In Finland, during the 1960s, the overall autopsy rate was 14.2% and provincial variations were high, from 2.8% to 37.8%.21 In the beginning of the 1970s, the overall autopsy rate increased and reached a high of 38.3% in 1973. During the 1980s, Finnish autopsy rates experienced a downward trend, similar to other countries, mainly due to a decline in clinical autopsy. However, medicolegal autopsy rates have increased more compared with other countries, for reasons including the implementation of the Finnish medicolegal system, the increased awareness of patients' right in medical practice and the ageing of the Finnish population, with an increasing number of sudden out‐of‐hospital deaths. The Finnish legislation underlying medicolegal autopsy does not focus exclusively on alleged injury deaths and allows medicolegal autopsy to be performed without consent from the relatives of the deceased.19
Medicolegal autopsies, mostly inclusive of toxicological analysis, actually cover approximately 90% of injury deaths and up to 10–15% of natural deaths. This markedly reduces the risk of misdiagnosis of injury or intoxication deaths as natural deaths. The relatively low medicolegal autopsy rates among elderly people reflect the high number of fall‐related deaths, which occur especially in healthcare centers after prolonged hospitalization and for which clinical data are generally known to the doctors.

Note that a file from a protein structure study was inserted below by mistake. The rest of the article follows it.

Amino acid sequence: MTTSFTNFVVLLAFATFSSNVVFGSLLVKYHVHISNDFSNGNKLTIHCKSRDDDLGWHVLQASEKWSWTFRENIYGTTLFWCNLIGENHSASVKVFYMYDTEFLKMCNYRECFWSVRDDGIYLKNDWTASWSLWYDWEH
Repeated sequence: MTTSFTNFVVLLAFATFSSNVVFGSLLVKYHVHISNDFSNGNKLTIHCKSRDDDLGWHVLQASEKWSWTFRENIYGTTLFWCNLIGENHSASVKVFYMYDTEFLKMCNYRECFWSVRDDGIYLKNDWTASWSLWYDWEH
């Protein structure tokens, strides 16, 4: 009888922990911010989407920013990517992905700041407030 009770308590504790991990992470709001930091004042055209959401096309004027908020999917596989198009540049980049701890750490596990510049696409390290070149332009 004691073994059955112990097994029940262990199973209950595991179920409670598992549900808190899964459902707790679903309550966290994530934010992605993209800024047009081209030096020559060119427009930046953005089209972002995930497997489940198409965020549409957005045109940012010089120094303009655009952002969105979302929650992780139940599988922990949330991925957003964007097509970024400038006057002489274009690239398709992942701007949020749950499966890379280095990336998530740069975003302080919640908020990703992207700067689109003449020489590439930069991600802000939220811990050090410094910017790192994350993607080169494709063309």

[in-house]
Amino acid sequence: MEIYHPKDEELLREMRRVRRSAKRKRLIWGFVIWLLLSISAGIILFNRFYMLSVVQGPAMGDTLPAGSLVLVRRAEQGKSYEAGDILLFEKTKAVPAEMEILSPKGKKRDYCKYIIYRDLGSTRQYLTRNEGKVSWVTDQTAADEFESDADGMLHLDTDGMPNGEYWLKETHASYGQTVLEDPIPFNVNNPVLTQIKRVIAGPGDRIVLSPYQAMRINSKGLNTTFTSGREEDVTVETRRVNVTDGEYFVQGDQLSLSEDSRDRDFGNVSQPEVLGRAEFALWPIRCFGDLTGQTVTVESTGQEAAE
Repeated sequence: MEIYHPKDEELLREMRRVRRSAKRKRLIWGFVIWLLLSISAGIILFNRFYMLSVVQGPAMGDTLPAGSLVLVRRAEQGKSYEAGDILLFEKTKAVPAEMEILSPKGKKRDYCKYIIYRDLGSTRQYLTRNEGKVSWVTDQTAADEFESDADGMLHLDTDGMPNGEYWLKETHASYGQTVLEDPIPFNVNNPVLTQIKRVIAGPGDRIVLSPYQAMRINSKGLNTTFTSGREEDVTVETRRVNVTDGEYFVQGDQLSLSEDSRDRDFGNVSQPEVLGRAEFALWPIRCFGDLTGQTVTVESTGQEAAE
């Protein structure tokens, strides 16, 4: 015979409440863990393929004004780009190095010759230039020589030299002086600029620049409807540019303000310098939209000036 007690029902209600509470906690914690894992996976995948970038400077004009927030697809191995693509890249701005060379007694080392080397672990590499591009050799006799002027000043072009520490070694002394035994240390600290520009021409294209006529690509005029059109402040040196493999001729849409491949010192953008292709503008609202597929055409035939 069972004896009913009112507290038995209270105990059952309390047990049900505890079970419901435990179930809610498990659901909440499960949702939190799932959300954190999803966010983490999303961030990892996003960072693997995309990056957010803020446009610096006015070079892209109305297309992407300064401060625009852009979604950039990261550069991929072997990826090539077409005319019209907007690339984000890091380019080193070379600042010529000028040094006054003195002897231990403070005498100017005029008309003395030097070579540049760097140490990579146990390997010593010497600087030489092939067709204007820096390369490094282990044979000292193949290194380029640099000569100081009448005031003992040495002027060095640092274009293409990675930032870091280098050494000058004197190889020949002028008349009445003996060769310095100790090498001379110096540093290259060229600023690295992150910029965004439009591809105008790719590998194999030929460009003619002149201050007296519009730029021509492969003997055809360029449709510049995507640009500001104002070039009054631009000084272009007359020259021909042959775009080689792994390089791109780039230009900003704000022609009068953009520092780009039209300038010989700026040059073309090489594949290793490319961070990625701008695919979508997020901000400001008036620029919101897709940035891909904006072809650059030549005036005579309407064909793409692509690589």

The value of medicolegal autopsy for mortality statistics is strengthened by the high rate of postmortem toxicology, the validation procedures of the cause‐of‐death certificate, and the fact that the latter is issued only after the completion of the autopsy and all accessory investigations.2,22 In 2005, the total budget for all medicolegal autopsies performed in the whole country was €7335000 (US$9942210.49, £4971938.55), including toxicological and histological investigations.
In conclusion, adequate information on injury mortality in great demand worldwide for developing and implementing public health interventions. A crucial preliminary key towards improvement of surveillance data is the precise determination of the cause(s) of death and contributing factors, which can be obtained only by full autopsy and complementary investigations. Legislative measures aiming to strengthen medicolegal systems and providing a strong framework for the practice of medicolegal autopsy improve the reliability of injury mortality data, especially when autopsy results are directly or retrospectively connected to vital statistics.
SF - Statistics Finland
Competing interests: None declared.